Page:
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Talking Baseball

Your weekday baseball fix. Some days.



Posted by Jon on Wednesday, February 04, 2004

Yankees to Serve Lamb at Third

Texas finally caved, trading their infielder to a powerhouse AL East team. Only, the team wasn’t Boston, and the infielder wasn’t A-Rod. In an unforeseen move, New York will trade minor league pitcher Jose Garcia to the Texas Rangers for third baseman Mike Lamb, as soon as the Yankees free up a spot on their 40-man roster. Can the Yankees’ hole at third base now be considered filled?

With a shortage of other alternatives, New York will probably stick with Lamb and the gang (Houston, Wilson, Cairo), at least until the trading deadline, when better options may become available. As it stands, Lamb is their best option at the hot corner, but he only has one full year of major league experience. Lamb has posted decent numbers in parts of four seasons in the majors (only one as a full-time starter). His career numbers – .282 Batting Average, .336 on-base percentage, and .385 slugging percentage – are decent, especially considering the dearth of quality third basemen in the league. The real reason why I question this move: Lamb’s defense is nothing more than adequate, if that. With him at third, the Yankees’ infield defense will be below average all around.

Having no better defensive alternatives, Lamb easily beats out Tyler Houston as the best option in the Bronx. With the emergence of Hank Blalock, the Rangers had no need for Lamb and sent him down to AAA for much of the 2003 season. He performed dismally in only 38 plate appearances with Texas. In his last full seasons in the majors, although not a full-time starter, Lamb’s numbers are certainly good enough to beat out Houston in New York. Following is a comparison of their numbers in each of their last two full seasons in the majors.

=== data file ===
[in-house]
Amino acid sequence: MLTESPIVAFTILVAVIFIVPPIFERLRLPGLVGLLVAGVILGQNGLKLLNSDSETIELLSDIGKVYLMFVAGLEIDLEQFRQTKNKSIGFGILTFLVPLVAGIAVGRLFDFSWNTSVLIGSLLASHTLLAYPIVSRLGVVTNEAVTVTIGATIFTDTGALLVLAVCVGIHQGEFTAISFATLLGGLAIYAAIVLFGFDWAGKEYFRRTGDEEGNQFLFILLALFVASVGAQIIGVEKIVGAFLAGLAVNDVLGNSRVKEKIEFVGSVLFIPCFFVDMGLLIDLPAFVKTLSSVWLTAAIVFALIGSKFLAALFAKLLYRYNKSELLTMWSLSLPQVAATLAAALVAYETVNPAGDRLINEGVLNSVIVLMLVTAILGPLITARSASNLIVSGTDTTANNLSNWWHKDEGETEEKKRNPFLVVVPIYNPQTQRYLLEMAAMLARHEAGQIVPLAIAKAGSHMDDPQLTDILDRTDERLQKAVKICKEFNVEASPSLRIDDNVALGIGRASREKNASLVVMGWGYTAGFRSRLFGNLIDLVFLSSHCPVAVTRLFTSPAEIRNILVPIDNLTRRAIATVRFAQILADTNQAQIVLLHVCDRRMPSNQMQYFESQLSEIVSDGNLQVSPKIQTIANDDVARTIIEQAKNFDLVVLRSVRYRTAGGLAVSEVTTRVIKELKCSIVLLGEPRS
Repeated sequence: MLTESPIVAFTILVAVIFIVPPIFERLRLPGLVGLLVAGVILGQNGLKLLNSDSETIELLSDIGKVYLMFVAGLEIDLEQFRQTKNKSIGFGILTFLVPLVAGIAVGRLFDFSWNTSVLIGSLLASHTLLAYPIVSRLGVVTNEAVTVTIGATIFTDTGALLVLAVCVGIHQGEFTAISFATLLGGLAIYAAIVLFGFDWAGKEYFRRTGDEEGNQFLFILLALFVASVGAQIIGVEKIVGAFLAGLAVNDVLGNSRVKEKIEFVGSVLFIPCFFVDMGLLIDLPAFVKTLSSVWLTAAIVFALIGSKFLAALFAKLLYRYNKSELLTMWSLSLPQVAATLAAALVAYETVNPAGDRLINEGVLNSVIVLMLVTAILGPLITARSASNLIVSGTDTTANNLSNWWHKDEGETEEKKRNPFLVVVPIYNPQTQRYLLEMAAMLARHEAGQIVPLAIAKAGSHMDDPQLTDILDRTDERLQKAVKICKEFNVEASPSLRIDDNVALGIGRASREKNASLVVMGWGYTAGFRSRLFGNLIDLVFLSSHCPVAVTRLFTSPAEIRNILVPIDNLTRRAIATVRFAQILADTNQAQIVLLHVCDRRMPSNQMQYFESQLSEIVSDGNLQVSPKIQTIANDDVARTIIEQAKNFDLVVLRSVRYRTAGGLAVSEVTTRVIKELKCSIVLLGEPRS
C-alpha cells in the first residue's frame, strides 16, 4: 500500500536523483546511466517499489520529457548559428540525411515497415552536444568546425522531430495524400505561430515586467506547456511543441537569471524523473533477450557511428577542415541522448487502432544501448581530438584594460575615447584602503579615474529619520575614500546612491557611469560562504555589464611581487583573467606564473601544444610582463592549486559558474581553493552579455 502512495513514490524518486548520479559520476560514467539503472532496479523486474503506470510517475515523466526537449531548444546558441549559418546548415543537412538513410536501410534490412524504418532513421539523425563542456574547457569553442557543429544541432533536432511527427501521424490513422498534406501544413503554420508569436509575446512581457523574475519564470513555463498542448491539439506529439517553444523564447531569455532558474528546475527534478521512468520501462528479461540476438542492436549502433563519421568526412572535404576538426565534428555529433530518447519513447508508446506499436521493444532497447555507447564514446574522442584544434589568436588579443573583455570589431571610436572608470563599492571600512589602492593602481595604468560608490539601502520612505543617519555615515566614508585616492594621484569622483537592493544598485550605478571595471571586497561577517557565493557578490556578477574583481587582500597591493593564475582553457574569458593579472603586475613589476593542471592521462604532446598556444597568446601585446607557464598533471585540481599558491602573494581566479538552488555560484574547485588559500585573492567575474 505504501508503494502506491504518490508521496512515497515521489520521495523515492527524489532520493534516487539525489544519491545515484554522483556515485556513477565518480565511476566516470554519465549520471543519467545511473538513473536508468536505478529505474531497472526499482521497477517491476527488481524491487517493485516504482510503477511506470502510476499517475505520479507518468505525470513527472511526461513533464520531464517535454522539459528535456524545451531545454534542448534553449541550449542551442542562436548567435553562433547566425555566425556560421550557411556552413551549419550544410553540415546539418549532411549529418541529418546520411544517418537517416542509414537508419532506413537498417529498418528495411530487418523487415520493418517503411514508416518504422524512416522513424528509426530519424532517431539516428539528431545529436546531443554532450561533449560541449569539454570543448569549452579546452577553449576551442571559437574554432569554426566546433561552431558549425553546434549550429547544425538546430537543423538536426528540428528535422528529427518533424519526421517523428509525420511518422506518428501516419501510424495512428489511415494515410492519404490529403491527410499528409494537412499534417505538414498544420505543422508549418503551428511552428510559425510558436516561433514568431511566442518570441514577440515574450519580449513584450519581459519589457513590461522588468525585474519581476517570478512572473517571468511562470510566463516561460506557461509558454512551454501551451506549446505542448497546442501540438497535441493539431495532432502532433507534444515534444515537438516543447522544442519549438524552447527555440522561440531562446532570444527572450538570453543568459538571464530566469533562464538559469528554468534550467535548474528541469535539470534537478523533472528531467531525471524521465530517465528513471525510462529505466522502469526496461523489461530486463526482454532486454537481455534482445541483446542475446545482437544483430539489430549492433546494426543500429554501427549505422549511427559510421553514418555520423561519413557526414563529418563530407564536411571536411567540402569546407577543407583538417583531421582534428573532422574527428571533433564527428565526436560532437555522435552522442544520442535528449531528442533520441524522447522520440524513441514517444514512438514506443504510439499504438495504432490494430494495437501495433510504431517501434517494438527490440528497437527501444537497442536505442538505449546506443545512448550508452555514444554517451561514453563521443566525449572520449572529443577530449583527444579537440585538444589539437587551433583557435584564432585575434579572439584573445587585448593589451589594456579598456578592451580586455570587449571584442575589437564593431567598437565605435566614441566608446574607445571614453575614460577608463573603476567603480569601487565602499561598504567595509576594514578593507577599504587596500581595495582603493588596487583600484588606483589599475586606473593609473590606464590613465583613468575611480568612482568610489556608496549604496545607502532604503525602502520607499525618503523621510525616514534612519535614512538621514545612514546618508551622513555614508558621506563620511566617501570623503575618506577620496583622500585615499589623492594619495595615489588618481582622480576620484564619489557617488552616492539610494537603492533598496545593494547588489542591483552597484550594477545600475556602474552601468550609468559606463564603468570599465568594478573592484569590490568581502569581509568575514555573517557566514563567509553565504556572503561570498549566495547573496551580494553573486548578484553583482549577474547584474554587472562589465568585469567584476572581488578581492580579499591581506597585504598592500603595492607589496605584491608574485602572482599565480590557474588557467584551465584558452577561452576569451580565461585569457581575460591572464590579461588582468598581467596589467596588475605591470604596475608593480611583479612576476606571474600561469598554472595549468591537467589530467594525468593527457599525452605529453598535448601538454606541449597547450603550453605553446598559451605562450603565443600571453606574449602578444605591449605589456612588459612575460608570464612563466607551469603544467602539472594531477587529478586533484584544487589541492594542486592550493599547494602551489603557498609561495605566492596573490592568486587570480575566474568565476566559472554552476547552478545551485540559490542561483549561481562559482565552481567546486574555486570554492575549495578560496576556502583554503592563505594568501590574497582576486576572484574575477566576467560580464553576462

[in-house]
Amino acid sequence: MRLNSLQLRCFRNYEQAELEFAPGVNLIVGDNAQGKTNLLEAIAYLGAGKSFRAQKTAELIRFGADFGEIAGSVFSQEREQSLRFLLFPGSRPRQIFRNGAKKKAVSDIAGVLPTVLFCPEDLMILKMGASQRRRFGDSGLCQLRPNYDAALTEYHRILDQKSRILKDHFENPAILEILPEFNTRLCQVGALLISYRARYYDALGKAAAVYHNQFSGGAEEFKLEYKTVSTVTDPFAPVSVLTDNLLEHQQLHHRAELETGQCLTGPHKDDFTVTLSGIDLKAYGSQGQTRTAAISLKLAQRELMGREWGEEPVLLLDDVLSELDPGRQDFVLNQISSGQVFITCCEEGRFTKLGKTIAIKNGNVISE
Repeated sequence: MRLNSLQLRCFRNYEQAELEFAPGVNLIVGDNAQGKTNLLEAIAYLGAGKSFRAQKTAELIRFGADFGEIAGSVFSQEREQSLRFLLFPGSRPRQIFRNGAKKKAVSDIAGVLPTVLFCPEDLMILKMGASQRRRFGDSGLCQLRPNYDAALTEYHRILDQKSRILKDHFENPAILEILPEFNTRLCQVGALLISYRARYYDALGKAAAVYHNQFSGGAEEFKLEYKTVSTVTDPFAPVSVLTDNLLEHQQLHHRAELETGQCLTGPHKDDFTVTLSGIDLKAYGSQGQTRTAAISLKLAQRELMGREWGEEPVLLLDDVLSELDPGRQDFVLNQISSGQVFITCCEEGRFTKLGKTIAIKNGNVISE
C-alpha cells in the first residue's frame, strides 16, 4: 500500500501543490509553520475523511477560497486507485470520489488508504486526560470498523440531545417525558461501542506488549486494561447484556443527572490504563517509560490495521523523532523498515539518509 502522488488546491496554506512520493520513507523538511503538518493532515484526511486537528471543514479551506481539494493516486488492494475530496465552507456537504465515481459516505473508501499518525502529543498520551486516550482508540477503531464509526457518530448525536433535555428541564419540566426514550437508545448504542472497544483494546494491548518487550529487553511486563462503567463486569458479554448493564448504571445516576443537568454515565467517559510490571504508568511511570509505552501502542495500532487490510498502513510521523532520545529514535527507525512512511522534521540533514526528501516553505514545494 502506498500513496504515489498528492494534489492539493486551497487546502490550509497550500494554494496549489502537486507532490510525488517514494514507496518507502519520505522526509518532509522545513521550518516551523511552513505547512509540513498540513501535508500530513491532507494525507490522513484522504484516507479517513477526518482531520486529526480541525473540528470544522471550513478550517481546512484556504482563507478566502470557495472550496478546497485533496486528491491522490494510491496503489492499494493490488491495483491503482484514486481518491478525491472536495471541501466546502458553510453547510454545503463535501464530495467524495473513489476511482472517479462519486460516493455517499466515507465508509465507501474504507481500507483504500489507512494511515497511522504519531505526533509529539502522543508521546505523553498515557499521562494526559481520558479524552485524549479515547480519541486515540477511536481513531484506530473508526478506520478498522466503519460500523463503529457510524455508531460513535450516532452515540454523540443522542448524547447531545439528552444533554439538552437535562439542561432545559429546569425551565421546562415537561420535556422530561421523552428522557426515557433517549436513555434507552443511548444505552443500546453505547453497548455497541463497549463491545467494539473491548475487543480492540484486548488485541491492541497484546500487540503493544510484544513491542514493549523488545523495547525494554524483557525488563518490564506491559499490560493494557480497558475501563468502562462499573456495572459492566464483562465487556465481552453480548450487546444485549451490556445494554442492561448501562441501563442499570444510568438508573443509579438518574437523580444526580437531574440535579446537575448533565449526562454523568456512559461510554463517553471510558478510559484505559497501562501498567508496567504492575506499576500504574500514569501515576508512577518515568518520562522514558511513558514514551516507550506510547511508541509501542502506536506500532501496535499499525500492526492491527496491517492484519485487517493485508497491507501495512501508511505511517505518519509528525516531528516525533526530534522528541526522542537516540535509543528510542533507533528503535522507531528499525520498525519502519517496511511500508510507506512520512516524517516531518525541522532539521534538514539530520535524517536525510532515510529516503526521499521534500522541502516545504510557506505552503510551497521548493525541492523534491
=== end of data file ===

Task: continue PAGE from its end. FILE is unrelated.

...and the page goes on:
Lamb............AB............BA............OBP............SLG............BB/SO............HR
2001............284...........306.......... .348............412............14/24..............4
2002............314...........283...........354............411............33/48..............9

Houston........AB............BA............OBP............SLG............BB/SO............HR
2002.............97............281...........323.............428............16/62.............7
2003............320...........278...........320.............402.............6/19..............2

Unlike Tyler Houston, Mike reaches base at a league-average clip and Lamb's BB/SO ratio is far better than Houston's. Compared to their other options, the Bombers’ meatiest lineup will be with Lamb at third. He will have to due until the end of July, when New York will trade for some Grade A beef.

Respect Your Elders

After Jesse Orosco officially retired a few weeks ago, I was a tad taken aback. For as long as I’ve been following baseball, Orosco was a part of the game. And he was always old! In the retirement of Orosco, baseball lost its oldest active player. But don’t fret! Another member of the rookie class of 1979 is prepared to take the torch from the old lefty, provided a team allows him to participate in the marathon’s final legs. You know who I’m talking about. You can see his years of baseball in the wrinkles on his face: 3081 little wrinkles – one for each game played in the majors.

For a second straight season, Rickey Henderson will be entering the season without an MLB contract. Rickey refuses to take the hint, though, and remains confident that he’ll catch on, as he did last July with the Dodgers. Like Orosco, who toiled through his worst season in the majors last year with a terrible ERA+ of 53 (easily a career low), Henderson suffered through his worst season at the major league level. He recorded career lows in batting average, OBP, stolen bases, and games played (only 30) – and that’s a long career.

It’s nice to know that one guy from the rookie class of 1979, despite poor performance, refuses to admit defeat. Most likely, Rickey will find a team to take a chance on him next season (maybe GM Billy Beane will pick him up, providing Henderson with a fifth tenure in Oakland. He has the reputation of a poor clubhouse guy, but if any teams are looking for a veteran presence, they can’t go wrong with Henderson.

Coming or Going?

It appears that the Pirates are on the verge of signing Randall Simon, who they traded to the Cubs before the deadline last summer. In exchange for Simon, Pittsburgh received minor league outfielder Ray Sadler, a moderate centerfield prospect. The Pirates are the only team interested in the notorious Sausage Smasher, but they are not the only club to sign a player who they traded away during last season.